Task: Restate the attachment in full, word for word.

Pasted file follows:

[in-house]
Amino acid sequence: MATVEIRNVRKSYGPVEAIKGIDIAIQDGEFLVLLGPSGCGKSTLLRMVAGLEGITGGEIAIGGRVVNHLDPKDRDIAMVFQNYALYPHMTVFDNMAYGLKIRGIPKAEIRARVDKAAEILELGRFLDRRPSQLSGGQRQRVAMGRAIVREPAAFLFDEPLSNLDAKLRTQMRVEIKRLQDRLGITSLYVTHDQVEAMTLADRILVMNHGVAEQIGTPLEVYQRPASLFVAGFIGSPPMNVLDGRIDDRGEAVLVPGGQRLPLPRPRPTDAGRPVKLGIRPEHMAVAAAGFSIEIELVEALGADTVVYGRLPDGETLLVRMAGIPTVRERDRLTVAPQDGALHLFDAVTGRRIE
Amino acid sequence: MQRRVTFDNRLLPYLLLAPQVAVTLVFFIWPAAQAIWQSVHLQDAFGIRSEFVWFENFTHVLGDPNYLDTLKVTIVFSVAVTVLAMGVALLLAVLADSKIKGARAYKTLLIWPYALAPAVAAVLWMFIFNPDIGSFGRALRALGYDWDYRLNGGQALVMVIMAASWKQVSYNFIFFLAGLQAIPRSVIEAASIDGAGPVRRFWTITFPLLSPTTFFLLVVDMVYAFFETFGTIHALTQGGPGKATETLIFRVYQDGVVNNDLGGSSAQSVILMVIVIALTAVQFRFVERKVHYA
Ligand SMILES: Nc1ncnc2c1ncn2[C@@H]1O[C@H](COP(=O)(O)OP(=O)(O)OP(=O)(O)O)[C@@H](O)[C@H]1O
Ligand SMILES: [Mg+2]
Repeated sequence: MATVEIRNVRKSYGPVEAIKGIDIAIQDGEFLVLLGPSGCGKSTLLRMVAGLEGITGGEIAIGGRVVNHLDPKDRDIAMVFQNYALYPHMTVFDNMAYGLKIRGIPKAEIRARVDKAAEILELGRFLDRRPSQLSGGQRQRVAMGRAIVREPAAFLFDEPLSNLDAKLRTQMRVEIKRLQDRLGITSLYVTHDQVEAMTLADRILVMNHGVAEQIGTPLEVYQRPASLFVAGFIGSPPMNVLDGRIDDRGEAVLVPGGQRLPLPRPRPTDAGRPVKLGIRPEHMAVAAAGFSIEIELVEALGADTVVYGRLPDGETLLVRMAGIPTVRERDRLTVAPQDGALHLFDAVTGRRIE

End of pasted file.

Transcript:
[in-house]
Amino acid sequence: MATVEIRNVRKSYGPVEAIKGIDIAIQDGEFLVLLGPSGCGKSTLLRMVAGLEGITGGEIAIGGRVVNHLDPKDRDIAMVFQNYALYPHMTVFDNMAYGLKIRGIPKAEIRARVDKAAEILELGRFLDRRPSQLSGGQRQRVAMGRAIVREPAAFLFDEPLSNLDAKLRTQMRVEIKRLQDRLGITSLYVTHDQVEAMTLADRILVMNHGVAEQIGTPLEVYQRPASLFVAGFIGSPPMNVLDGRIDDRGEAVLVPGGQRLPLPRPRPTDAGRPVKLGIRPEHMAVAAAGFSIEIELVEALGADTVVYGRLPDGETLLVRMAGIPTVRERDRLTVAPQDGALHLFDAVTGRRIE
Amino acid sequence: MQRRVTFDNRLLPYLLLAPQVAVTLVFFIWPAAQAIWQSVHLQDAFGIRSEFVWFENFTHVLGDPNYLDTLKVTIVFSVAVTVLAMGVALLLAVLADSKIKGARAYKTLLIWPYALAPAVAAVLWMFIFNPDIGSFGRALRALGYDWDYRLNGGQALVMVIMAASWKQVSYNFIFFLAGLQAIPRSVIEAASIDGAGPVRRFWTITFPLLSPTTFFLLVVDMVYAFFETFGTIHALTQGGPGKATETLIFRVYQDGVVNNDLGGSSAQSVILMVIVIALTAVQFRFVERKVHYA
Ligand SMILES: Nc1ncnc2c1ncn2[C@@H]1O[C@H](COP(=O)(O)OP(=O)(O)OP(=O)(O)O)[C@@H](O)[C@H]1O
Ligand SMILES: [Mg+2]
Repeated sequence: MATVEIRNVRKSYGPVEAIKGIDIAIQDGEFLVLLGPSGCGKSTLLRMVAGLEGITGGEIAIGGRVVNHLDPKDRDIAMVFQNYALYPHMTVFDNMAYGLKIRGIPKAEIRARVDKAAEILELGRFLDRRPSQLSGGQRQRVAMGRAIVREPAAFLFDEPLSNLDAKLRTQMRVEIKRLQDRLGITSLYVTHDQVEAMTLADRILVMNHGVAEQIGTPLEVYQRPASLFVAGFIGSPPMNVLDGRIDDRGEAVLVPGGQRLPLPRPRPTDAGRPVKLGIRPEHMAVAAAGFSIEIELVEALGADTVVYGRLPDGETLLVRMAGIPTVRERDRLTVAPQDGALHLFDAVTGRRIE